Vos: There will be reforms to John Doe, GAB

Part 142 of 142 in the series Wisconsin’s Secret War

By M.D. Kittle | Wisconsin Reporter

MADISON, Wis. — Changes are coming to Wisconsin’s “John Doe” law and what many conservatives see as the partisan regulatory agency that spurred secret investigations into dozens of conservative groups, according to Speaker of the Assembly Robin Vos.

“Yes, we are going to make those changes period,” the Rochester Republican said Wednesday during a celebratory press conference with reporters a day after huge GOP wins in Wisconsin, and nationally.

Vos, addressing the press with state Rep. John Nygren, R-Marinette, who co-chairs the Legislature’s powerful budget-writing committee, touched on some of the majority party’s priorities in the next session, including programs to spur job creation and education reforms.

REFORMING DOE: Assembly Speaker Robin Vos, R-Rochester, on Wednesday pledged the Republican-controlled Legislature will reform Wisconsin’s John Doe law and the state Government Accountability Board.

On that agenda, reforming Wisconsin’s unique John Doe law, which Vos said has given even well-meaning district attorneys the opportunity to conduct “a witch hunt.”

“That’s not good for our democracy. That’s not good for our judicial system,” the speaker said. “… Now we see even the way the (John Doe-related) documents were released has become a political process.”

“If the goal is to take the investigation outside the political process, if anything our law is broken and needs to be fixed,” Vos added.

The law provides for investigations overseen by judges who are vested with extraordinary power to compel testimony from witnesses. Oftentimes, the investigations, led by district attorneys, are conducted in secret, with gag odors preventing probe targets from speaking publicly on penalty of being jailed.

Such was the case in the latest politically charged John Doe investigation into 29 conservative groups, launched nearly two years ago by Milwaukee County District Attorney John Chisholm, a Democrat.

The court-administered dragnet featured predawn, paramilitary-style raids on the homes several conservative targets, under suspicion of illegally coordinating with Gov. Scott Walker’s campaign Wisconsin’s bitter recall season.

Except there was no evidence any campaign finance crimes had been committed, according to the rulings of two judges, one of whom found the prosecutors’ theory on coordination “simply wrong.”

Before that, Chisholm’s office had spent nearly three years investigating former aides and associates of Walker when Walker served as Milwaukee County executive. The probe was launched just as the Republican was campaigning for governor in 2010.

That meandering investigation, which cost untold tax dollars, ended with the conviction of six people, four of those convictions having nothing to do with the original scope of the investigation. Perhaps the feather in Chisholm’s cap, the conviction of former Walker assistant Kelly Rindfleisch on a felony count of misconduct in office is under appeal on charges the DA’s office violated Rindlfeisch’s Fourth Amendment rights with broad, general warrants.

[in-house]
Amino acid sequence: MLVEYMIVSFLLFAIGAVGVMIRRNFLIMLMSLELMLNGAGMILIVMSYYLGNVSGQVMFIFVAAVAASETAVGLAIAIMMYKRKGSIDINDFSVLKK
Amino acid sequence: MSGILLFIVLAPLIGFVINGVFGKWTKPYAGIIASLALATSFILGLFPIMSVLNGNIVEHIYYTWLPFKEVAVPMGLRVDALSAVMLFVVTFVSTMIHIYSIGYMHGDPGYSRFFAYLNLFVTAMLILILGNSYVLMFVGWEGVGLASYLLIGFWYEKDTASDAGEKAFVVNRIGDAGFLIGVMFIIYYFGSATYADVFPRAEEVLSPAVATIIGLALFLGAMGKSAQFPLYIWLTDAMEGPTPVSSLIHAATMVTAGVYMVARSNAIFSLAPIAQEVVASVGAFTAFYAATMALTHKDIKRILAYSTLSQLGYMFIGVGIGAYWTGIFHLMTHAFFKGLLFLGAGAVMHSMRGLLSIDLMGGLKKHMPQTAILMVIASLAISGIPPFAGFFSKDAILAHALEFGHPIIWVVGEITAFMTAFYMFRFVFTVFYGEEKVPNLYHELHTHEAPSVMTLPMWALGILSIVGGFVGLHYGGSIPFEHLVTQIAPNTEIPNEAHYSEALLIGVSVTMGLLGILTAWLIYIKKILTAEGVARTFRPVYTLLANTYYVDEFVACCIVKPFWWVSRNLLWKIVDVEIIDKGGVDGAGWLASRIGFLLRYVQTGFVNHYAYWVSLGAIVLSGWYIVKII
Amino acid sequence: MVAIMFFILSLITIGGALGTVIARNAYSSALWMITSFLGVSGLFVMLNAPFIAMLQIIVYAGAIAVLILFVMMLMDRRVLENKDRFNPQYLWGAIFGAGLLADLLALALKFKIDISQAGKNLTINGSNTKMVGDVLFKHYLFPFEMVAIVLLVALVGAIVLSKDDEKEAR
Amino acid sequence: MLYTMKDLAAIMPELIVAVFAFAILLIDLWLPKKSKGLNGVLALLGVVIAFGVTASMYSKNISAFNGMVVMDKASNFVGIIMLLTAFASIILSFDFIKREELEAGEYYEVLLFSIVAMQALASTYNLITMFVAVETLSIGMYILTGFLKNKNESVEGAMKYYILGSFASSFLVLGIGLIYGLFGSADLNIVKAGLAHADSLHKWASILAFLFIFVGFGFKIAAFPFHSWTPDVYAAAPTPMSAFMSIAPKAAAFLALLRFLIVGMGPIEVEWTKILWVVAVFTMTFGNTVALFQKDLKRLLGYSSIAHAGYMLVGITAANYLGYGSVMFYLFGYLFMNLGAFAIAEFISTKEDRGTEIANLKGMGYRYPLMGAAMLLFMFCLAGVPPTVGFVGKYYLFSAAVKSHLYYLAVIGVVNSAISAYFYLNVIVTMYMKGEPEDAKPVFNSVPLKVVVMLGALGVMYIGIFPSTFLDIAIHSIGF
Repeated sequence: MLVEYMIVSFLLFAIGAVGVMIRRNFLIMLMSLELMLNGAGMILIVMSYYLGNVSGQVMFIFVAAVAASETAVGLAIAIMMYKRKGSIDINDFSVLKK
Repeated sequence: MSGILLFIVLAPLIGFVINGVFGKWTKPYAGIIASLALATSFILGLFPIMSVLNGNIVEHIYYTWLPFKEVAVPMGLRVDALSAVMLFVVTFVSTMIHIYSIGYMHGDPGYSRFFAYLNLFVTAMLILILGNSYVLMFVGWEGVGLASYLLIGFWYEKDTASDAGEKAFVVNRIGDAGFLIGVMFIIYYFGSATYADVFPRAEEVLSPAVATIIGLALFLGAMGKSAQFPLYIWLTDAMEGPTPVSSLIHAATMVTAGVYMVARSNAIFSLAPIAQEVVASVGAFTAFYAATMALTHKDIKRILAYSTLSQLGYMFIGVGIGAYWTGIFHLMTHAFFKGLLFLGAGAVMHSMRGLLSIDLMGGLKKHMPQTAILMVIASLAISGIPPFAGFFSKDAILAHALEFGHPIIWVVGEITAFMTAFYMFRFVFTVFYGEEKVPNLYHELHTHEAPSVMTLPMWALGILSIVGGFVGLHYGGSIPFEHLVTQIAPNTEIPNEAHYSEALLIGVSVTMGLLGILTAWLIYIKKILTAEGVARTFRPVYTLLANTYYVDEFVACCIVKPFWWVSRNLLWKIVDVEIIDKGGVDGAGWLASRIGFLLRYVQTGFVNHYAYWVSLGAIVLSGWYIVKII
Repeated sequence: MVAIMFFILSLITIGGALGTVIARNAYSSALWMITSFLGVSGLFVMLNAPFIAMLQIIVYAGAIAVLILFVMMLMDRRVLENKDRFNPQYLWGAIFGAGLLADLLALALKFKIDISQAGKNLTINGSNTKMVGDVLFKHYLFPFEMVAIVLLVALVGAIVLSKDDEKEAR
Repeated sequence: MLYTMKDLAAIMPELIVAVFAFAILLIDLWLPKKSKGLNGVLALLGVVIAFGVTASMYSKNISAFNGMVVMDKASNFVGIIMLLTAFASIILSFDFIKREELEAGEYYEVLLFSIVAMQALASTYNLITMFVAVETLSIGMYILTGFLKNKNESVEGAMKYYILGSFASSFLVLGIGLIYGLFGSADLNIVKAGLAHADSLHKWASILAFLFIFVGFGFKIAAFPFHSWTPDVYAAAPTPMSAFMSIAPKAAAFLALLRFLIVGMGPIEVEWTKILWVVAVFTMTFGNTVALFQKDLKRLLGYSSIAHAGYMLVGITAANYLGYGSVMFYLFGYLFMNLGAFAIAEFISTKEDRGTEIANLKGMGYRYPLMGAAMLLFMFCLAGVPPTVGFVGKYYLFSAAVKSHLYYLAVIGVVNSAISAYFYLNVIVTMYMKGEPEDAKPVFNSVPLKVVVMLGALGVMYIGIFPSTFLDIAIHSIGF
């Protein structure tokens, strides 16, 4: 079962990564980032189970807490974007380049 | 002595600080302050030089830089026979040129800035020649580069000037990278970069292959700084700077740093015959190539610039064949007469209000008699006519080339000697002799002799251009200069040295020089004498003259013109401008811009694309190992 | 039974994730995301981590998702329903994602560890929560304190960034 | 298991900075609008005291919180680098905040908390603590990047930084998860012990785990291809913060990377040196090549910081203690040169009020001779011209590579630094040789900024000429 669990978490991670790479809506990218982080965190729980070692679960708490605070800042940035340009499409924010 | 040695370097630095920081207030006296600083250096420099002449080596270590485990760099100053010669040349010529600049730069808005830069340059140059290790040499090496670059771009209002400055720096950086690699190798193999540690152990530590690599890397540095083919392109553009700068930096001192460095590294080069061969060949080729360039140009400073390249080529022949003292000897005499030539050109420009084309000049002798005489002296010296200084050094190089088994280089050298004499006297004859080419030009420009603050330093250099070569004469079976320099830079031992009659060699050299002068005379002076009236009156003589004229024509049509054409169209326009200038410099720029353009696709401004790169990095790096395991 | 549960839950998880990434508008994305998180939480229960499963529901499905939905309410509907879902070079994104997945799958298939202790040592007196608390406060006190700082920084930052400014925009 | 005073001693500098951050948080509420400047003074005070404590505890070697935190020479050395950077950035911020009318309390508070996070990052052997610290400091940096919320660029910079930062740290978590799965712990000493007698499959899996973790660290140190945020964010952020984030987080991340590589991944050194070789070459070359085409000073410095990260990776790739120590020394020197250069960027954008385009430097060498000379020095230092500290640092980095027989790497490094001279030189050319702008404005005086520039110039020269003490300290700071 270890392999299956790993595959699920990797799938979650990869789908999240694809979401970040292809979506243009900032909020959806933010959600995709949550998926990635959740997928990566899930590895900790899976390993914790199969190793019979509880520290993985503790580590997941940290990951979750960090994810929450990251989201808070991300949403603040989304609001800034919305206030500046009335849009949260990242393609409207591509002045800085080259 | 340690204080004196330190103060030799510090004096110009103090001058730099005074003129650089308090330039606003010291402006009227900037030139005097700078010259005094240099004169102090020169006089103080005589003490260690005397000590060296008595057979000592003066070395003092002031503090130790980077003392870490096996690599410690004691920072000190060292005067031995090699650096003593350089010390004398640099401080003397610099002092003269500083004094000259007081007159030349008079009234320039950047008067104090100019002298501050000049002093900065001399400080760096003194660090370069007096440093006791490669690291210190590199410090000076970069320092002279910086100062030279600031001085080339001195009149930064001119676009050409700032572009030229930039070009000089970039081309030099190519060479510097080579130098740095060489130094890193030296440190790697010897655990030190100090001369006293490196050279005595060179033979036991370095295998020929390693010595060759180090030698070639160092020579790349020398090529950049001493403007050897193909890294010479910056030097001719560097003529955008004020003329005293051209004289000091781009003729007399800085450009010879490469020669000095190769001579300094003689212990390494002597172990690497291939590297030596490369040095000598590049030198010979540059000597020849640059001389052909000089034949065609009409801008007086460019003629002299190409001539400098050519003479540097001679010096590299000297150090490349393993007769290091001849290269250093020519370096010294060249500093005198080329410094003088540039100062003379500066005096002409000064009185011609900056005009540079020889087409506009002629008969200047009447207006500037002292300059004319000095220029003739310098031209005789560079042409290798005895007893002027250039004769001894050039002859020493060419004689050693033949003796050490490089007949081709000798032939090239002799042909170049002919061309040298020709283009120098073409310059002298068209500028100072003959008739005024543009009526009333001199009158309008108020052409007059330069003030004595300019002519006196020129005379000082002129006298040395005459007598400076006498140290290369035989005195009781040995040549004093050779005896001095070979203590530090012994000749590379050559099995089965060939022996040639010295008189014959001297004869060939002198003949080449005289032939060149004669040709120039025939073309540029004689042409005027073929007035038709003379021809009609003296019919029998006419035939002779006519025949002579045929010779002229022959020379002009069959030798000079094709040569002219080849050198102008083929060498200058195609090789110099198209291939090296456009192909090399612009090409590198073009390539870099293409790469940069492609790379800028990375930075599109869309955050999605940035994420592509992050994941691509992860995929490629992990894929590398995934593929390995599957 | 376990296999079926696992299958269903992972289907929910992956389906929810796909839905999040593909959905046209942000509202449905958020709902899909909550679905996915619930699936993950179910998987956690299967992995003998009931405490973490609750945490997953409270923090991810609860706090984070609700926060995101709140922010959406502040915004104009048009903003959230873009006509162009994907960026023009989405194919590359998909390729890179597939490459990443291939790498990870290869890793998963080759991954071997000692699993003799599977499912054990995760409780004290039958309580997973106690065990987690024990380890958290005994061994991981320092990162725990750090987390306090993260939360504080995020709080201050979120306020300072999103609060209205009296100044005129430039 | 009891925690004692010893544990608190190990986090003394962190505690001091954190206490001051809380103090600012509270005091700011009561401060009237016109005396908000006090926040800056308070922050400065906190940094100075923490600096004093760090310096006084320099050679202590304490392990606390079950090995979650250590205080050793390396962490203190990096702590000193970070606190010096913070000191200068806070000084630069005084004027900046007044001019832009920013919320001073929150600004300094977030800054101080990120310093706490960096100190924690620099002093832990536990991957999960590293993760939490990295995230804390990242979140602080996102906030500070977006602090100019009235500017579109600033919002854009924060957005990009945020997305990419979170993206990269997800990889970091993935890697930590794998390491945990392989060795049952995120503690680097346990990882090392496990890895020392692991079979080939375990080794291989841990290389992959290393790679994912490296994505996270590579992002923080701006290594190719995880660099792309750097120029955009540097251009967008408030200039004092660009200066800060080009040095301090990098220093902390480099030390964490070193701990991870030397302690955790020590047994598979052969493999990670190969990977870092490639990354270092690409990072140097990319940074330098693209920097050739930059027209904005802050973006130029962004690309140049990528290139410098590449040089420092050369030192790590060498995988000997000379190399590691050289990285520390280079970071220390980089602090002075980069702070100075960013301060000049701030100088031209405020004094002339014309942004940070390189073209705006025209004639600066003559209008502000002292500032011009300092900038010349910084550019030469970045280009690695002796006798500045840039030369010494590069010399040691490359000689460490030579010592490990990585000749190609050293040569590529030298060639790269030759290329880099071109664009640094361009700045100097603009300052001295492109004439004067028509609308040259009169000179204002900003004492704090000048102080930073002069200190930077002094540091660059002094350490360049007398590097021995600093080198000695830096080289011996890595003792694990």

“I have a strong passion to make sure people’s civil liberties are protected,” Vos said. “Just because someone is charged that doesn’t mean they are guilty. Just because someone is under suspicion, doesn’t mean they should be tried in the court of public opinion.”

The speaker pointed to the dumping of thousands of John Doe-related documents for public consumption, authorized by Milwaukee County Executive Chris Abele, a Democrat and unrepentant partisan, just a couple weeks before the election. Critics say the document dump, which occurred within a couple hours of the release of a Burke campaign ad attempting to tie Walker to the John Doe probes, was politically motivated.

Vos also said Wednesday the Republican-controlled Legislature, which picked up a bigger majority in the election, will make reform of the state Government Accountability Board a top priority in the next session.

Some of the reforms will include leftover business from last session, including expanding campaign donation limits and cleaning up campaign finance laws deemed unconstitutional by the U.S. Appeals Court for the 7th Circuit.

But Vos said the Legislature also must “fix” an agency he charges has its “thumb on the scale” of regulation.

“We have to have a process where the GAB is neutral and fair,” the speaker said.

GAB played an active role in the John Doe probes surrounding Walker, contracting two special investigators, one of whom went on to become the investigation’s special prosecutor.

State Sen. Tom Tiffany, R-Hazelhurst, has called for reforms to the GAB, created in 2007 in a bipartisan legislative act to be a nonpartisan watchdog of the state’s campaign and election laws.

Tiffany has attempted to get answers from the GAB on its expenditures related to the John Doe investigations. So has the state’s Legislative Audit Bureau. The GAB, with the support of Attorney General J.B. Van Hollen, has declined to open its books. The law that created the GAB, according to the attorney general, won’t allow for such legislative reviews.

“What gets me about this whole process is it appears we’re getting the runaround,” Tiffany told Wisconsin Reporter earlier this year. “It really leaves the impression that someone here has got something to hide. I don’t know if they do, but it sure looks that way.”

GAB spokesman Reid Magney declined to comment.